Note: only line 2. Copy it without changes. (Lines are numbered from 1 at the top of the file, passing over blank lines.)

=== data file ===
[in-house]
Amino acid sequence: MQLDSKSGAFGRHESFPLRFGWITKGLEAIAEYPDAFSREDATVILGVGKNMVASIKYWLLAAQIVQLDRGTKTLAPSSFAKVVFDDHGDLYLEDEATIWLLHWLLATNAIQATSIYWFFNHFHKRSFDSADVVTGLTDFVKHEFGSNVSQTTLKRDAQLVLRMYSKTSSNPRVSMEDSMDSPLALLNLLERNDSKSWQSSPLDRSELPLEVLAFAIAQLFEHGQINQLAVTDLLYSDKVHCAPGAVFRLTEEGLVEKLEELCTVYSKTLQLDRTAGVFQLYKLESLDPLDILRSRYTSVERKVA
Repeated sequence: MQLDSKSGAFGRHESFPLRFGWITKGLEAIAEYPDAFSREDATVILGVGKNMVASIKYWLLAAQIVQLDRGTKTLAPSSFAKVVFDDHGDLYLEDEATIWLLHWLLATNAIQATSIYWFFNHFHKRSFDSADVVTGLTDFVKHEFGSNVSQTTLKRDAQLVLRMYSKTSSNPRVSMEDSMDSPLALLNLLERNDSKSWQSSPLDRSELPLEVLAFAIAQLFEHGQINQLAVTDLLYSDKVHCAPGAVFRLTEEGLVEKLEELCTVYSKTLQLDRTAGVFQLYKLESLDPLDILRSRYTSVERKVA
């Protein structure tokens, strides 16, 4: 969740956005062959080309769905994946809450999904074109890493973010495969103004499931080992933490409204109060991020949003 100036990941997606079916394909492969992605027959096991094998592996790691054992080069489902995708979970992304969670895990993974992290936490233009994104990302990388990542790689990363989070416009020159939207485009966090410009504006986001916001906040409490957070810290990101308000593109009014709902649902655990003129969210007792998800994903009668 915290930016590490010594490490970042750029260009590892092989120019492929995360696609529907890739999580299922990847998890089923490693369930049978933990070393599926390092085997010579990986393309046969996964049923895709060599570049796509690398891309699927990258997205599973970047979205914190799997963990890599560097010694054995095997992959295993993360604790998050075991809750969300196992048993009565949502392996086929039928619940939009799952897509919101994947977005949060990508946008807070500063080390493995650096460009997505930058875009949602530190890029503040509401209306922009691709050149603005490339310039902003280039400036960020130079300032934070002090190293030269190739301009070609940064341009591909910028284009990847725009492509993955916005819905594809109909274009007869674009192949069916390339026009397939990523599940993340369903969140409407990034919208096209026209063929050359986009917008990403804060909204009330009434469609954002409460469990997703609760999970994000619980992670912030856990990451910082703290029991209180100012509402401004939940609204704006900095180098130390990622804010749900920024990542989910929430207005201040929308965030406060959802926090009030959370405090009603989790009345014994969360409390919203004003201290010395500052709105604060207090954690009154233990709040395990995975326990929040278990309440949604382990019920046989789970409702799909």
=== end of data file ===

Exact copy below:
Amino acid sequence: MQLDSKSGAFGRHESFPLRFGWITKGLEAIAEYPDAFSREDATVILGVGKNMVASIKYWLLAAQIVQLDRGTKTLAPSSFAKVVFDDHGDLYLEDEATIWLLHWLLATNAIQATSIYWFFNHFHKRSFDSADVVTGLTDFVKHEFGSNVSQTTLKRDAQLVLRMYSKTSSNPRVSMEDSMDSPLALLNLLERNDSKSWQSSPLDRSELPLEVLAFAIAQLFEHGQINQLAVTDLLYSDKVHCAPGAVFRLTEEGLVEKLEELCTVYSKTLQLDRTAGVFQLYKLESLDPLDILRSRYTSVERKVA